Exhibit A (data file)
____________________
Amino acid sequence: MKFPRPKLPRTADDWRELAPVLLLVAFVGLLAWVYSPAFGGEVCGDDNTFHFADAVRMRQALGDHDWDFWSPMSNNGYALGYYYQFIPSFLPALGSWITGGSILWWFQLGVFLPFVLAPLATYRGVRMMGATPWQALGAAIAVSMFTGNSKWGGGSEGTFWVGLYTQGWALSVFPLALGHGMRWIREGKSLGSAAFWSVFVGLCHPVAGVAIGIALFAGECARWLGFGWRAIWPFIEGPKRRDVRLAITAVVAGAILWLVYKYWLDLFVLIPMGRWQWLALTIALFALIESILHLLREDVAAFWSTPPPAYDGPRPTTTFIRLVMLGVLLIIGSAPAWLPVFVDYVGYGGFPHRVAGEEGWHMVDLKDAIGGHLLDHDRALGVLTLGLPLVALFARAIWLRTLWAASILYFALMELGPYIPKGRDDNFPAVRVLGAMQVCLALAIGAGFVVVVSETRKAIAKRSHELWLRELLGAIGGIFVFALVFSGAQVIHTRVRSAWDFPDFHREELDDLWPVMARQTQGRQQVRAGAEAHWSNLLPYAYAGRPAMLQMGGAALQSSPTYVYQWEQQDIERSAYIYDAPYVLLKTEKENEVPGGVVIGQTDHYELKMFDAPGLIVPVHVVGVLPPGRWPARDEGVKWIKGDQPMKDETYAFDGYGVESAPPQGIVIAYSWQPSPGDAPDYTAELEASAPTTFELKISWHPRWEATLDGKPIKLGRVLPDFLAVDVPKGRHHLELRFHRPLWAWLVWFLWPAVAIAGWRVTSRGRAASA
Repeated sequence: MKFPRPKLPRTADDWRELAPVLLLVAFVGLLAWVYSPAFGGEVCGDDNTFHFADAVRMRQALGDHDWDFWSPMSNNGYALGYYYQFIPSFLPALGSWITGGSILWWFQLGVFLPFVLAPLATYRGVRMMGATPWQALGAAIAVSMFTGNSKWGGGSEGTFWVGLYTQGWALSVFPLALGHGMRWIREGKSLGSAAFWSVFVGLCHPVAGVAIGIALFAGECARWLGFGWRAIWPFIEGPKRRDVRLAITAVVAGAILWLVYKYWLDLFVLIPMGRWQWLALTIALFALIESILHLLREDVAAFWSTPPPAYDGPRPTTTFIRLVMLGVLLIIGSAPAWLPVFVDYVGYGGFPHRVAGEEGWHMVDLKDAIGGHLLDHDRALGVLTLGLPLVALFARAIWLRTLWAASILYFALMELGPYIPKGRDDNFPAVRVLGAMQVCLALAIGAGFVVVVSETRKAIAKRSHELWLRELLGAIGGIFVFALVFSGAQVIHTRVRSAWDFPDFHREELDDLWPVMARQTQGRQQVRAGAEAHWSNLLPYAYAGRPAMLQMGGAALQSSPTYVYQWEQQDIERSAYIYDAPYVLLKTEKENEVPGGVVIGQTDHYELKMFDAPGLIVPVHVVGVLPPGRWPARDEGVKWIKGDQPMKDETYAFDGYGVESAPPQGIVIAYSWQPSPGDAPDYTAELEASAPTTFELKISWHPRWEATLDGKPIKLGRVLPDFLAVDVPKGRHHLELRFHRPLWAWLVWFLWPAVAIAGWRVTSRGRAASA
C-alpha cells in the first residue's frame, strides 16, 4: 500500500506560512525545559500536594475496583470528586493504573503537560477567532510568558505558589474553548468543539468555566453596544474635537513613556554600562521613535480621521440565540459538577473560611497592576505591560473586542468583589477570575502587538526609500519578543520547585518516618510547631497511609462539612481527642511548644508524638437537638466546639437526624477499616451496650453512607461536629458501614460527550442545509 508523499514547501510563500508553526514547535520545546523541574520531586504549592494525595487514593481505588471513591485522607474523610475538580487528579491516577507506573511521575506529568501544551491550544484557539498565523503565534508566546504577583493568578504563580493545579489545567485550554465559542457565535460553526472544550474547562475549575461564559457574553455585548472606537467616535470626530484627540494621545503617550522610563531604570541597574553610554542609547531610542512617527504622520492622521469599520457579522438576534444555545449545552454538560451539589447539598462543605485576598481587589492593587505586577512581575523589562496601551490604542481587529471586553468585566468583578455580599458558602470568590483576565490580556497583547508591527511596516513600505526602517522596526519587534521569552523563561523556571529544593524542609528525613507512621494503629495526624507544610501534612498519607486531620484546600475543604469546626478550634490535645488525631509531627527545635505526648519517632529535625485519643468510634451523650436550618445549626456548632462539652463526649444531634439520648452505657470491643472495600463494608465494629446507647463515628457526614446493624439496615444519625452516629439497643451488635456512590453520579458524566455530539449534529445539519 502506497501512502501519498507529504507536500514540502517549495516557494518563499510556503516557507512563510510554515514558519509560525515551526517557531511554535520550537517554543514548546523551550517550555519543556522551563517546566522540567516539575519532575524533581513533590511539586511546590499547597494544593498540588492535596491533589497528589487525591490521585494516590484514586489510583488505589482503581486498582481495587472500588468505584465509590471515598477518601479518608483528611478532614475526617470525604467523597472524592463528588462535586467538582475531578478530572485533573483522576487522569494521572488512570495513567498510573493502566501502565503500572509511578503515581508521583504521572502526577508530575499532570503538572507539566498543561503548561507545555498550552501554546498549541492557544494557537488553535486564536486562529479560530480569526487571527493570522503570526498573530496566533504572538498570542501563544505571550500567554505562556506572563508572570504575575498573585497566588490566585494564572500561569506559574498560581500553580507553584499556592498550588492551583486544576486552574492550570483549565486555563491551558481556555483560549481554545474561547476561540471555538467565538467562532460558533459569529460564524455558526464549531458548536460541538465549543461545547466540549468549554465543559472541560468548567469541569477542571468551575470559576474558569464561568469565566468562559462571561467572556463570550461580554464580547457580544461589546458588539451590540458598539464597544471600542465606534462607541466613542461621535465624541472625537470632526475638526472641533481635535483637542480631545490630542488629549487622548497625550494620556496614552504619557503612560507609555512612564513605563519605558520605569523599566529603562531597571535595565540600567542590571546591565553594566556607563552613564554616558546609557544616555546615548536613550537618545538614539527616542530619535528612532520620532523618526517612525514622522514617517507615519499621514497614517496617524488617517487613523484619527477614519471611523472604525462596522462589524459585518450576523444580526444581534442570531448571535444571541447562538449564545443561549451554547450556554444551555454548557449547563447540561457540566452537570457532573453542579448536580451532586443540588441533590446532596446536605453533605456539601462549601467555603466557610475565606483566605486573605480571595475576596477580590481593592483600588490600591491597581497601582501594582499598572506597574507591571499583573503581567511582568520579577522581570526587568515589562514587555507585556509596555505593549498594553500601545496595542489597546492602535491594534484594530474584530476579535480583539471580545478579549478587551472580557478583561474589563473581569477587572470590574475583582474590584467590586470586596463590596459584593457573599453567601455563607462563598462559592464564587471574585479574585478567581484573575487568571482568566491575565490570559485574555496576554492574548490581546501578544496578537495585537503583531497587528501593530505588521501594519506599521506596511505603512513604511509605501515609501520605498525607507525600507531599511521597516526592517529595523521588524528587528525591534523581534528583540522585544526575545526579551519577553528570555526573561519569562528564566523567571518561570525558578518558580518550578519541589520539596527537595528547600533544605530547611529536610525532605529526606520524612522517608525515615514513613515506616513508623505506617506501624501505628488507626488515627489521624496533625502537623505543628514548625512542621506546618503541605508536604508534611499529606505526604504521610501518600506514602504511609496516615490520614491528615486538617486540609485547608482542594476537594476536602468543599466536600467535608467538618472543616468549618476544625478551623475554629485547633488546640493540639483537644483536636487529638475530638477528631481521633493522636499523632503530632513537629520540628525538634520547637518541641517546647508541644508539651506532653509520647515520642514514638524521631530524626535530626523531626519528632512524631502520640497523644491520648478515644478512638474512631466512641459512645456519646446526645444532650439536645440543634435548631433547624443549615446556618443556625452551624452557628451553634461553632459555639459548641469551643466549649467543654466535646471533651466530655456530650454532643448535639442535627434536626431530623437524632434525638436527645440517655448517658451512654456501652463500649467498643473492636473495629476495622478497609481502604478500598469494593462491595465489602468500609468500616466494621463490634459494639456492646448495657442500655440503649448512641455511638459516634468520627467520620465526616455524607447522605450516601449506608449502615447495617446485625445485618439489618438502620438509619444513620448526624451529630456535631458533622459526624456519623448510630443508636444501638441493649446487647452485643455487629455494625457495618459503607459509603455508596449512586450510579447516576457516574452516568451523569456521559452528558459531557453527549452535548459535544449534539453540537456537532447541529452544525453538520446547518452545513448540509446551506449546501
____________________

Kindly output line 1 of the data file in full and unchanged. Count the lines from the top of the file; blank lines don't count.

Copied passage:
Amino acid sequence: MKFPRPKLPRTADDWRELAPVLLLVAFVGLLAWVYSPAFGGEVCGDDNTFHFADAVRMRQALGDHDWDFWSPMSNNGYALGYYYQFIPSFLPALGSWITGGSILWWFQLGVFLPFVLAPLATYRGVRMMGATPWQALGAAIAVSMFTGNSKWGGGSEGTFWVGLYTQGWALSVFPLALGHGMRWIREGKSLGSAAFWSVFVGLCHPVAGVAIGIALFAGECARWLGFGWRAIWPFIEGPKRRDVRLAITAVVAGAILWLVYKYWLDLFVLIPMGRWQWLALTIALFALIESILHLLREDVAAFWSTPPPAYDGPRPTTTFIRLVMLGVLLIIGSAPAWLPVFVDYVGYGGFPHRVAGEEGWHMVDLKDAIGGHLLDHDRALGVLTLGLPLVALFARAIWLRTLWAASILYFALMELGPYIPKGRDDNFPAVRVLGAMQVCLALAIGAGFVVVVSETRKAIAKRSHELWLRELLGAIGGIFVFALVFSGAQVIHTRVRSAWDFPDFHREELDDLWPVMARQTQGRQQVRAGAEAHWSNLLPYAYAGRPAMLQMGGAALQSSPTYVYQWEQQDIERSAYIYDAPYVLLKTEKENEVPGGVVIGQTDHYELKMFDAPGLIVPVHVVGVLPPGRWPARDEGVKWIKGDQPMKDETYAFDGYGVESAPPQGIVIAYSWQPSPGDAPDYTAELEASAPTTFELKISWHPRWEATLDGKPIKLGRVLPDFLAVDVPKGRHHLELRFHRPLWAWLVWFLWPAVAIAGWRVTSRGRAASA